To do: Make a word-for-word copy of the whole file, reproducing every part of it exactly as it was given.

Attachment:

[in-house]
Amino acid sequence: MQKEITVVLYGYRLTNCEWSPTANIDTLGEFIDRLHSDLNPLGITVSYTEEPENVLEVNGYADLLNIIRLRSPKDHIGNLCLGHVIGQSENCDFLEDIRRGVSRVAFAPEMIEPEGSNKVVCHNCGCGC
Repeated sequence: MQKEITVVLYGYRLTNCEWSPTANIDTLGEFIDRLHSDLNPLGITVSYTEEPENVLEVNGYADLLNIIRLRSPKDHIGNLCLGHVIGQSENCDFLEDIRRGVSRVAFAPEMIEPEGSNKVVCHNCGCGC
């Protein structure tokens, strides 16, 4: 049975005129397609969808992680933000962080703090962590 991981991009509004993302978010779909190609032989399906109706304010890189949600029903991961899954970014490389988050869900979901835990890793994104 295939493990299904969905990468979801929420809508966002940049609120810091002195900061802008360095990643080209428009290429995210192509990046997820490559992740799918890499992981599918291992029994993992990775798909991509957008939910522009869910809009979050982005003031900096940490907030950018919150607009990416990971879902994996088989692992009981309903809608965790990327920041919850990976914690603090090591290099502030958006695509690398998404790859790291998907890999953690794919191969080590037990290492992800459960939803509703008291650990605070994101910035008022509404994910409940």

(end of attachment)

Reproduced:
[in-house]
Amino acid sequence: MQKEITVVLYGYRLTNCEWSPTANIDTLGEFIDRLHSDLNPLGITVSYTEEPENVLEVNGYADLLNIIRLRSPKDHIGNLCLGHVIGQSENCDFLEDIRRGVSRVAFAPEMIEPEGSNKVVCHNCGCGC
Repeated sequence: MQKEITVVLYGYRLTNCEWSPTANIDTLGEFIDRLHSDLNPLGITVSYTEEPENVLEVNGYADLLNIIRLRSPKDHIGNLCLGHVIGQSENCDFLEDIRRGVSRVAFAPEMIEPEGSNKVVCHNCGCGC
């Protein structure tokens, strides 16, 4: 049975005129397609969808992680933000962080703090962590 991981991009509004993302978010779909190609032989399906109706304010890189949600029903991961899954970014490389988050869900979901835990890793994104 295939493990299904969905990468979801929420809508966002940049609120810091002195900061802008360095990643080209428009290429995210192509990046997820490559992740799918890499992981599918291992029994993992990775798909991509957008939910522009869910809009979050982005003031900096940490907030950018919150607009990416990971879902994996088989692992009981309903809608965790990327920041919850990976914690603090090591290099502030958006695509690398998404790859790291998907890999953690794919191969080590037990290492992800459960939803509703008291650990605070994101910035008022509404994910409940």